The Nutcracker and the Four Realms

This holiday season, Disney’s adaptation of the beloved ballet classic, The Nutcracker, is a gigantic, overwhelmingly wrapped, empty box under the tree. The Nutcracker and the Four Realms is purely a constant, and at times dizzying, flurry of visually ornate whimsy.

The opening sequence sets the bigger than life, wide angle, intricate CGI tone of the film. There is something competing for your attention on every part of the screen. Everything visual about the film is extravagantly overt. While costume design is whimsically reminiscent of the latest live action reproductions of the classics like Beauty and the Beast and Cinderella, art direction goes the route of Alice in Wonderland CGI overload. Yet, in this attempt to recall and re-produce the spectacle of the classic, Disney fails to develop story and characters.

The story line follows the basic plot points of the ballet. The young heroine, Clara, finds herself in a magical adventure in an alternate world where toys come to life. In The Nutcracker and the Four Realms, Clara teams up with a Nutcracker soldier to save the realms of the magical world from being overtaken by a disgruntled sugary fiend. Of course, in the end the realms are saved. This alternate magical extravaganza takes over what could have been a deeper story. In antiquated Disney fashion, Clara’s mother has passed. Clara and her father are largely portrayed as being in the process of grieving, each not understanding each other and their own grief. If the narrative had focused more honestly on the human relationships and the process of loss this could have been a better film.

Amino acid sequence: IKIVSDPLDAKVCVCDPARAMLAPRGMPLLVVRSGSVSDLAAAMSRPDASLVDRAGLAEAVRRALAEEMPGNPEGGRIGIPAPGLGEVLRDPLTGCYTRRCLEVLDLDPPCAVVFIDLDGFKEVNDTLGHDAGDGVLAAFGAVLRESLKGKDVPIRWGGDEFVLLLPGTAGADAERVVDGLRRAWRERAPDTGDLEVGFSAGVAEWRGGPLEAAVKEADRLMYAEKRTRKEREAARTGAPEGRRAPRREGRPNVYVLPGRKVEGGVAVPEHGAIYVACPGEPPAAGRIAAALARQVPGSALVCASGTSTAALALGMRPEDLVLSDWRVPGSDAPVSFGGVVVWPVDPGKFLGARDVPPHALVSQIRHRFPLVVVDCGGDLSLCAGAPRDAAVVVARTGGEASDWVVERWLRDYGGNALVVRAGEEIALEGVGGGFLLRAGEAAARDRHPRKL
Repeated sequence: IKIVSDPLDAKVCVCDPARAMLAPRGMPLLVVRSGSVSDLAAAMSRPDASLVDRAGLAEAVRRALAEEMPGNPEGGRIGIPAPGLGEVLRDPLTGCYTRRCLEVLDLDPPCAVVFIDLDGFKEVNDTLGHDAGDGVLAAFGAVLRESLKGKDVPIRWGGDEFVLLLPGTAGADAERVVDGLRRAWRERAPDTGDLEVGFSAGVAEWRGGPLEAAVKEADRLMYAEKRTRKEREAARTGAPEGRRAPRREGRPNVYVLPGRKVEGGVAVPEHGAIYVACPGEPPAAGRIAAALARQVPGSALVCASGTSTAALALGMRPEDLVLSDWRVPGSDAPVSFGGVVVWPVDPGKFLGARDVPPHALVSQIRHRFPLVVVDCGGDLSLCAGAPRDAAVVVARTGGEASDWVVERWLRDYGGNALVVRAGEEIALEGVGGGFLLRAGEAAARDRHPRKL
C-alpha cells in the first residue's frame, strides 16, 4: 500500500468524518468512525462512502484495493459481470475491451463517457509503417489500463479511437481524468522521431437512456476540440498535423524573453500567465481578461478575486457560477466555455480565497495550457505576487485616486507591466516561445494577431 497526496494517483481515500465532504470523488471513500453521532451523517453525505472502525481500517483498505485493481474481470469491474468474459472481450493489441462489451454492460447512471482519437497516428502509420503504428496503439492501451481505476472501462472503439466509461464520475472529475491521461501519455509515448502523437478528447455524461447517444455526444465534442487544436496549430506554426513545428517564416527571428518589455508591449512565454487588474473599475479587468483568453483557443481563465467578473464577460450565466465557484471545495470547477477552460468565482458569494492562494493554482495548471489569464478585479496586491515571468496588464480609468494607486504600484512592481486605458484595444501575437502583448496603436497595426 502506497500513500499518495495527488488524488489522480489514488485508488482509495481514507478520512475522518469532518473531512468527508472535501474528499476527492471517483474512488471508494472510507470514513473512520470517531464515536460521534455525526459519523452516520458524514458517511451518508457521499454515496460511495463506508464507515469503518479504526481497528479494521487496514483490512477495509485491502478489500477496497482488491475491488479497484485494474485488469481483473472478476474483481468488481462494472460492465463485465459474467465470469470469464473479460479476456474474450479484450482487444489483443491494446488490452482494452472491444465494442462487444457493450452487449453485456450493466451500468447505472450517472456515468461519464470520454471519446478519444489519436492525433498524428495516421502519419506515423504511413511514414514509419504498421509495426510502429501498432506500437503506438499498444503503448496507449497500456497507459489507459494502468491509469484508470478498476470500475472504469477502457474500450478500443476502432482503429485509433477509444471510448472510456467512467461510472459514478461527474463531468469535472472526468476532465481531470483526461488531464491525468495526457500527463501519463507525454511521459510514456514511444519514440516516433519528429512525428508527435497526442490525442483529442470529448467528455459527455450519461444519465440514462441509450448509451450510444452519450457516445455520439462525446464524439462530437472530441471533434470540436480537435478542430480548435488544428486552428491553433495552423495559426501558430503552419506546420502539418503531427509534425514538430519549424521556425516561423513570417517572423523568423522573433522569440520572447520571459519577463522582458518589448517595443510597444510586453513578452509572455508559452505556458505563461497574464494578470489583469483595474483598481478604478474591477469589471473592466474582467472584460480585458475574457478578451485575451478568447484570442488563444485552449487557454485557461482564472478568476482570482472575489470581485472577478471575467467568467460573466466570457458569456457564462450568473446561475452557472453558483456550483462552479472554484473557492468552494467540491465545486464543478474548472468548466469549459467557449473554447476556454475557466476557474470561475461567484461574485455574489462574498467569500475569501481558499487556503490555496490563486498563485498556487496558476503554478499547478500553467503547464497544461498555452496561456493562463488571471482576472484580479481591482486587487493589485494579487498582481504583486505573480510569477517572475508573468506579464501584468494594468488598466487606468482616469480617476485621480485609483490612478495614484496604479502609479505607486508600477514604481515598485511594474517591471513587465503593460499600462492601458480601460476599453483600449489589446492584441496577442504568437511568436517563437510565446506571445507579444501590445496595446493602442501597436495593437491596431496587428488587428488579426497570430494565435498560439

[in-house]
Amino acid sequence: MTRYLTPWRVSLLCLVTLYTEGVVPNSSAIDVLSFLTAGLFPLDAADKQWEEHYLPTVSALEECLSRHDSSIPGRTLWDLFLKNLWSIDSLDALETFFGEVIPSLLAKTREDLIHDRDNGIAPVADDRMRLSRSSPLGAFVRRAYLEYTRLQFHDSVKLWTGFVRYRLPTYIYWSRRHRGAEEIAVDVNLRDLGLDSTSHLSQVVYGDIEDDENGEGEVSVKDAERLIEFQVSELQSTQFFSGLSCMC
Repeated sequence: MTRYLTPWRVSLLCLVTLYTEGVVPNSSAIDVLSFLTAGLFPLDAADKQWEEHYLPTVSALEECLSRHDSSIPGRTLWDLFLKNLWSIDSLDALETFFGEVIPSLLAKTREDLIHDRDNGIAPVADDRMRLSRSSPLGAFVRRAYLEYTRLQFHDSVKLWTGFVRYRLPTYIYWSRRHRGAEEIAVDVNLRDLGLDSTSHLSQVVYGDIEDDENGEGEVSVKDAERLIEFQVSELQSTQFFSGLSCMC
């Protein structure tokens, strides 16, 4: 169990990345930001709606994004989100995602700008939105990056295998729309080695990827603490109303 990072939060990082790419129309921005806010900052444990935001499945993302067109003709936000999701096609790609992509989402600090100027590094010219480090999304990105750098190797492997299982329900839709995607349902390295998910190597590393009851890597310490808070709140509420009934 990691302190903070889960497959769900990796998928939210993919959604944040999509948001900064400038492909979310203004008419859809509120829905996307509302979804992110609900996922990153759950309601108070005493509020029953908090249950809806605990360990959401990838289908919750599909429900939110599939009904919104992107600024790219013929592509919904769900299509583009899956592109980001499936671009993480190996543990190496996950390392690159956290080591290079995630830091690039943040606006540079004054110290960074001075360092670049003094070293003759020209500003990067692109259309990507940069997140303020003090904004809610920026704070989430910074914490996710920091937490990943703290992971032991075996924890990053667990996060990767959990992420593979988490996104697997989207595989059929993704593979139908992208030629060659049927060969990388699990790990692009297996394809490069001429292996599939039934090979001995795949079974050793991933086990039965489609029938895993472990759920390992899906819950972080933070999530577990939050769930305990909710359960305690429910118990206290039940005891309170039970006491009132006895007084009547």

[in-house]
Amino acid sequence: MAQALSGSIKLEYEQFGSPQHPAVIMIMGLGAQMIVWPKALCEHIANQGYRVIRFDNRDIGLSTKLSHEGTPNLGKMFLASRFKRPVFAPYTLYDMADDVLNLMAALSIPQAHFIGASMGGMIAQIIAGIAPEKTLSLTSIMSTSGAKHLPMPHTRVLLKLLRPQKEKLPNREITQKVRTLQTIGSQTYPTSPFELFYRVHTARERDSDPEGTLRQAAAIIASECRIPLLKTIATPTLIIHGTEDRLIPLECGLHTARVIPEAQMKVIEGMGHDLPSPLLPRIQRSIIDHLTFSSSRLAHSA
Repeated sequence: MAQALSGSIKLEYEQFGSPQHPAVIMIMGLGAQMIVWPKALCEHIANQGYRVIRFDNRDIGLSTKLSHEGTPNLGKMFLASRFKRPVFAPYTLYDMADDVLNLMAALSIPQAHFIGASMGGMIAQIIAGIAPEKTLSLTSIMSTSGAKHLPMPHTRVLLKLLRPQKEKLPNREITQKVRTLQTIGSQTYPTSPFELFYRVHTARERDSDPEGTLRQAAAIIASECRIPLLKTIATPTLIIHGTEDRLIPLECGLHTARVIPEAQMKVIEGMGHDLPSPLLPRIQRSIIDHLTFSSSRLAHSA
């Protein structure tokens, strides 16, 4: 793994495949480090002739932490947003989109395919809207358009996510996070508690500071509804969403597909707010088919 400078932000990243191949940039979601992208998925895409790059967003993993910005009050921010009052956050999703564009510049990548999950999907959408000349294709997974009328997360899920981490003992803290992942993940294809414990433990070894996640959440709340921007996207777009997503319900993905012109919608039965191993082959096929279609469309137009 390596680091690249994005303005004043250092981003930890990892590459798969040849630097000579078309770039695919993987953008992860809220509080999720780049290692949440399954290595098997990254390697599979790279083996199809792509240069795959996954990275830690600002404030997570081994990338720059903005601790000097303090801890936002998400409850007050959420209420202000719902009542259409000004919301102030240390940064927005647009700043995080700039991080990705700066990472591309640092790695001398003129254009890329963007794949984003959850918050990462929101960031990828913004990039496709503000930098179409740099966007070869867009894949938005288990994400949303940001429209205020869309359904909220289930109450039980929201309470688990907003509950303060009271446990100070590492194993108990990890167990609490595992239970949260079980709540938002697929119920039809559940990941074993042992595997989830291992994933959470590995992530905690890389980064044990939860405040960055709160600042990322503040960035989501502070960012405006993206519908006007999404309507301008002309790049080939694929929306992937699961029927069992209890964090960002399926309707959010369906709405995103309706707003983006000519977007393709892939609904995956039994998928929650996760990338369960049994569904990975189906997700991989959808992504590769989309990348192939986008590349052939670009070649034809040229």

Perhaps as problematic as the lack of story development is the overload of contrived diversity in casting. With such a Euro-contextual period story, this type of diversity casting produces a cultural dissonance that manages to both intensify the disconnect and gloss over the cultural realities of the cast. Executive Producer Sara Smith told the Hollywood Reporter, “We want the movie to look like the world today. We don’t want to be living in the past, we want to be part of the present and the future and that’s our world, so we were very considerate about that, I think. We have an amazing cast as a result.” Unfortunately, the cast can only do so much with the script they are given, no matter how amazing.

Representation is not simply about casting racially and culturally diverse actors to have them portray essentially western characters. It is about telling culturally diverse stories. Retelling European classics and perpetuating narrative arcs like the dead, queen-mother and dysfunctional, widowed-father feels a lot like the past. Differences in skin tone can’t change that. Perhaps it’s time to stop going for the low hanging fruit, and write new classics that are engagingly representative of the diversity of cultures which have always been part of the world.

The way in which The Nutcracker and the Four Realms fails to do justice to the ballet classic, break-out and prove itself as a film, and be culturally corrective is truly extraordinary. Do yourself a favor and watch the ballet instead. But, if you find yourself heading to the theater to watch The Nutcracker and the Four Realms, there is something to look forward to. Namely, Misty Copeland, whose performance is captivating. She makes the closing credits sequence one of the most beautiful and memorable I have seen.